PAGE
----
The European Commission has welcomed the recent political agreement on the European Year of Skills 2023. This agreement was reached by the European Parliament and the Council, and it paves the way for a year-long celebration of skills development and learning across Europe.
The European Year of Skills 2023 is a key initiative of the European Commission’s Skills Agenda for Europe. Following the announcement by President Ursula von der Leyen in her 2022 State of the Union address, the Commission submitted its proposal last October. The aim of the initiative is to raise awareness about the importance of skills and to promote the development of skills across all sectors and levels of society. The initiative also aims to encourage investment in skills development and to promote the recognition of skills and qualifications across Europe.
The European Commission has highlighted the importance of skills development in driving economic growth and ensuring social cohesion. The COVID-19 pandemic has highlighted the need for individuals to be able to adapt to changing circumstances and to acquire new skills throughout their lives. The European Year of Skills 2023 will therefore play a crucial role in promoting lifelong learning and skills development across Europe.
The proposal of the Commission contains 4 main objectives that the European Year of Skills will pursue:
- Foster a more effective investment in training and upskilling to maximise the potential of the European workforce and assist people in transitioning from one job to another.
- Ensure that skills are applicable to the demands of the labour market, by also working with social partners and businesses.
- Matching people’s aspirations and skill sets with opportunities on the job market.
- Attracting people from third countries with the skills needed by the EU.
Programme of initiatives and activities and EYS Festival
The Year will be celebrated with a European Year of Skills Festival on 9 May 2023 – on Europe Day. The festival will link skills-related activities taking place concurrently across Europe. The Skills Year will run until May 2024, with many actions and initiatives to be launched and promoted. The European Commission has outlined a number of key objectives for the initiative, including promoting the development of digital skills, supporting the recognition of non-formal and informal learning, and encouraging investment in skills development.
The European Commission has also highlighted the role of employers in promoting skills development. The Commission has called on employers to invest in the skills of their employees and to promote a culture of learning within their organizations. The Commission has also called on employers to support the recognition of non-formal and informal learning and to encourage their employees to acquire new skills throughout their careers.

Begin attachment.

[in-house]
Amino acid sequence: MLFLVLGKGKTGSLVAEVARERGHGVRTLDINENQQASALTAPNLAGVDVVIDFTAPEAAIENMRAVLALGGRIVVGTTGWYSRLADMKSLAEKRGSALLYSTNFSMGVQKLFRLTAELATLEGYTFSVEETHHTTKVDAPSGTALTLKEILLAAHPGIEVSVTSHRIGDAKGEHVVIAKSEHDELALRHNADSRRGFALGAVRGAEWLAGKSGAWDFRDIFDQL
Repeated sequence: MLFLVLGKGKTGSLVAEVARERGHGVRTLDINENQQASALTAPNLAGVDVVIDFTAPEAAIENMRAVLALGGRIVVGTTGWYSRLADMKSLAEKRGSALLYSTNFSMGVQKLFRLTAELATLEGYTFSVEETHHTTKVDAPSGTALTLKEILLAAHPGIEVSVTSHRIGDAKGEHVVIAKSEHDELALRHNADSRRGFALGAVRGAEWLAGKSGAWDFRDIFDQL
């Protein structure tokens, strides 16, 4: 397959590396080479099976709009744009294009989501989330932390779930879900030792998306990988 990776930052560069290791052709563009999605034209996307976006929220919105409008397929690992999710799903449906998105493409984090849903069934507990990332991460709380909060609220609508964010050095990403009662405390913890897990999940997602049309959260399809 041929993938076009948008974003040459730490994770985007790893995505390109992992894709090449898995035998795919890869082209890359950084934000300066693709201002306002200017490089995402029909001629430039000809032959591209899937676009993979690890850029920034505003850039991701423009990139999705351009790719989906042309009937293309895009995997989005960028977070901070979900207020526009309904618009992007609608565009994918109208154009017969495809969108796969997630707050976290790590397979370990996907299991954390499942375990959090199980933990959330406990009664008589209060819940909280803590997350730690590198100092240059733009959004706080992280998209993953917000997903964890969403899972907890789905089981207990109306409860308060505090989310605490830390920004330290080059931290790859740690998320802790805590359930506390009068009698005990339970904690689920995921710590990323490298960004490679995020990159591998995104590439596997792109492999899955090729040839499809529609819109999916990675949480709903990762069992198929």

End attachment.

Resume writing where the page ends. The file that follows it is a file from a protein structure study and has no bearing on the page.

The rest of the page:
The European Year of Skills 2023 will also focus on promoting the recognition of skills and qualifications across Europe. The initiative will aim to ensure that Europeans can have their skills and qualifications recognized across Europe, thereby promoting mobility and employability across the EU. In this regard, also the European Digital Skills Awards 2023 also fall within this logic: they aim to reward projects and initiatives that are helping to bridge the digital gap. Applications are open and winners will be announced in June.
Among the main initiatives, the Commission will launch a Cyber Skills Academy aimed at increasing the number of professionals trained in cybersecurity to close the growing cyber talent gap. The Academy will bring together existing initiatives to close the cyber skills gap and respond to the needs of the cybersecurity job market. Check out the Platform soon for more information about it.
The European Commission has emphasized the importance of collaboration in promoting skills development. The Commission has called on all stakeholders, including governments, employers, education and training providers, and civil society organizations, to work together to promote the development of skills across Europe. The Commission has also highlighted the importance of involving individuals in the initiative, and has called on individuals to take ownership of their own learning and skills development. Which is why a number of new EU proposals will be adopted to underpin ongoing efforts and further boost skills development across the Member States.
The European Commission has called on all stakeholders to work together to promote the development of skills across Europe, and has emphasized the importance of involving individuals in the initiative. The full programme of activities and further information can be found on the dedicated European Year’s website.
The political agreement reached by the European Parliament, Council and Commission is now subject to formal approval by the European Parliament and the Council. To ensure the coordination of the European Year’s activities at national level, the Commission called on Member States to nominate a national coordinator.